When surveys are conducted generally to get PRM feedback, often wheelchair passengers views are lost in translation purely because their responses are significantly outweighed to a greater volume of other PRMs.

At the backend of 2020, the UK CAA (Civil Aviation Authority) released its rankings of special assistance service ratings for UK airports with 15 airports rated as very good, 13 as good, three as needs improvement and 0 as poor.

It found that 90% of passengers who responded to a survey at Glasgow and Bristol on the standard of assistance rated the service as good or excellent at both airports.

How would you rate your overall special assistance experience when flying? - graph copy

However, when asking wheelchair passengers about their general experience of special assistance when supporting them on and off the aircraft, it paints a completely different picture.

Two in three people rate their experience as neutral, poor, very poor or extremely poor.

Overall experience when flying by air

One in four rated their overall experience as good, very good, and extremely good. The other three in four people rated it as ‘neither good nor poor, poor, very poor or extremely poor.

The most commonly occurring words across all responses in the survey from wheelchair customers.

A collage of words describe how disabled people feel when flying, damage, pain, pressure, support, discomfort, toilet, fatigue, dropped, cramping, seat, risk, back, numbness, uncomfortable

Change is needed for wheelchair users

The findings point to a clear solution, ‘wheelchair in the cabin’. That gives wheelchair customers the safety, dignity and comfort they are entitled to.

Allowing wheelchairs in the cabin will get more wheelchair customers in the sky, flying more frequently in groups of more than two, contributing to significant growth in tickets sales.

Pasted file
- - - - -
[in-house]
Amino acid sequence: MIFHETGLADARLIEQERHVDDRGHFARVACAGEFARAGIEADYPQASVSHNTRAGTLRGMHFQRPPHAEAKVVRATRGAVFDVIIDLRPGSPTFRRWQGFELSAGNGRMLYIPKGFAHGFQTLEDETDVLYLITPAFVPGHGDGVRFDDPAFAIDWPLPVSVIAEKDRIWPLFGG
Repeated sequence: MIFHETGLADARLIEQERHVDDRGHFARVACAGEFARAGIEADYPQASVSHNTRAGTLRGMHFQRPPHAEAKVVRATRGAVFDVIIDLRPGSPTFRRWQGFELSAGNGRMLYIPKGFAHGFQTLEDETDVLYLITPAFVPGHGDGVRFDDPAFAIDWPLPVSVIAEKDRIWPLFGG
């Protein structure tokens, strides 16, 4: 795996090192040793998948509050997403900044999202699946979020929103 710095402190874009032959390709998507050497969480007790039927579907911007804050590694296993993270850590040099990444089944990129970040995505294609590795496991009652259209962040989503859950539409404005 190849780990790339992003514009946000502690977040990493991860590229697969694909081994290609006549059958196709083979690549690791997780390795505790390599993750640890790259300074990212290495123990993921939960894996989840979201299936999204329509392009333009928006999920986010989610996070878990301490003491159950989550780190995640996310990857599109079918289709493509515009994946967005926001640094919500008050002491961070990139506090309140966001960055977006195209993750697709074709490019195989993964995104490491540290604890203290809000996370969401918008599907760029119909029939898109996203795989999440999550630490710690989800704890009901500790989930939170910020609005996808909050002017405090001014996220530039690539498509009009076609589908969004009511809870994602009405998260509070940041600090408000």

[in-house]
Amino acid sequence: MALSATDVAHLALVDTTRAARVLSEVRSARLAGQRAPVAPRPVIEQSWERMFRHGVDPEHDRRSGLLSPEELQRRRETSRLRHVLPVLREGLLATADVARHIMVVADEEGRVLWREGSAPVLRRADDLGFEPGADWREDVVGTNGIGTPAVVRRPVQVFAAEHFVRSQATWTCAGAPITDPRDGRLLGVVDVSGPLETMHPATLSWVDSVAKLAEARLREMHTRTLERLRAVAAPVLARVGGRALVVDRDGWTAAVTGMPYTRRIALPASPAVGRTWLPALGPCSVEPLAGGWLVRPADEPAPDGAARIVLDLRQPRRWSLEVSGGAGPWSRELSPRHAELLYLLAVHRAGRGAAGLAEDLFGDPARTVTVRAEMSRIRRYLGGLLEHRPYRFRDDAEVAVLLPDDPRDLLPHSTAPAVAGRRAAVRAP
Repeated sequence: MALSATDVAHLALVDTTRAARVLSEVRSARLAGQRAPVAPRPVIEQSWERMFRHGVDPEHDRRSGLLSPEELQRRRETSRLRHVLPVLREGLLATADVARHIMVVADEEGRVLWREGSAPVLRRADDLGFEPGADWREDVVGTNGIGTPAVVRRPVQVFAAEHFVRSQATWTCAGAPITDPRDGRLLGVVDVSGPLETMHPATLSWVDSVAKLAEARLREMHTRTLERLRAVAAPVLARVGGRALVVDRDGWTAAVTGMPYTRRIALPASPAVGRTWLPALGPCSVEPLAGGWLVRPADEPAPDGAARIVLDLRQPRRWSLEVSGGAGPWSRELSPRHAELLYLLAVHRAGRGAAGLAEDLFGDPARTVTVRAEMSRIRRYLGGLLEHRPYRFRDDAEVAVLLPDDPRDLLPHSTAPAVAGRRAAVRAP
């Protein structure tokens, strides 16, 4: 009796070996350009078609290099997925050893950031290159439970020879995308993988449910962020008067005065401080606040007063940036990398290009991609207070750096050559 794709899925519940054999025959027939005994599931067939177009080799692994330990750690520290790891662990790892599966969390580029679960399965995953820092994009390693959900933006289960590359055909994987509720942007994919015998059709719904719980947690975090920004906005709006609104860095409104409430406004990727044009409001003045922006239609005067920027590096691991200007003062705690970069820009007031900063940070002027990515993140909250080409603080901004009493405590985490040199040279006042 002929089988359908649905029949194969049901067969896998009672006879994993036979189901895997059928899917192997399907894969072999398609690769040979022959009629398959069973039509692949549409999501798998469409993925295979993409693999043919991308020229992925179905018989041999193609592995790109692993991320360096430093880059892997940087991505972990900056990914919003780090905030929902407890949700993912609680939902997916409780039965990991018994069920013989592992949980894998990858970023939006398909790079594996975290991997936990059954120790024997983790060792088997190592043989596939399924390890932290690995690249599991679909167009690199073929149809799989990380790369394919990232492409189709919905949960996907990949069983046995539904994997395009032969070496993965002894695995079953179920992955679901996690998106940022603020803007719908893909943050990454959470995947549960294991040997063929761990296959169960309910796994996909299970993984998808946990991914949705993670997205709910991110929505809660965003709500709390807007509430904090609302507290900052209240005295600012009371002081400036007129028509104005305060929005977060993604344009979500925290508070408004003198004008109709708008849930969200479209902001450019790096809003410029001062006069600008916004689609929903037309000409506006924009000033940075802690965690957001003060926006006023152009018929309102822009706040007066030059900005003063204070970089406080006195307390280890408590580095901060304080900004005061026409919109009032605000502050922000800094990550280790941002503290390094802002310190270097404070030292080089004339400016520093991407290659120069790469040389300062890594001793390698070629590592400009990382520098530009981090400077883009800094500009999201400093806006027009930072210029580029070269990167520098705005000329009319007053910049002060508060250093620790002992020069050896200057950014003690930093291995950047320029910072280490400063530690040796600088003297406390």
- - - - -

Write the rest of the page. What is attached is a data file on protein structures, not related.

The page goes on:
It will remove the need for specialist equipment to board passengers, prevent the logistical challenges of putting wheelchairs into the hold and improve boarding and disembarking.

Whilst various organisations such as All Wheels Up, Wheelchair Travel and Flying Disabled (to name a few) work to make ‘wheelchair in the cabin’ a reality for millions of wheelchair users around the globe.

There is a significant amount of work in the immediate future the industry can address to help improve the experience of these passengers.

A superb start would be:

  1. A globally harmonised standard that ensures the same level of service at every airline and airport across the globe.
  2. Provide wheelchair passengers guarantees their wheelchairs will not be lost or damaged.
  3. Improve timing and dignity when boarding wheelchair passengers.
  4. Increase dialogue and innovation with the industry about wheelchair in the cabin and accessible.

Of course, this requires further investment and Covid-19 will impact this. For now, the fear and humility of flying amongst the WCHC community remain, preventing them from being able to explore the world like everybody else who take it for granted.

“In the US, each airline has its own process, requirements, paperwork, etc. It would be nice if there was more uniformity over the entire process. Current guidelines allow for too much deviation.”

By Josh Wintersgill and Christopher Wood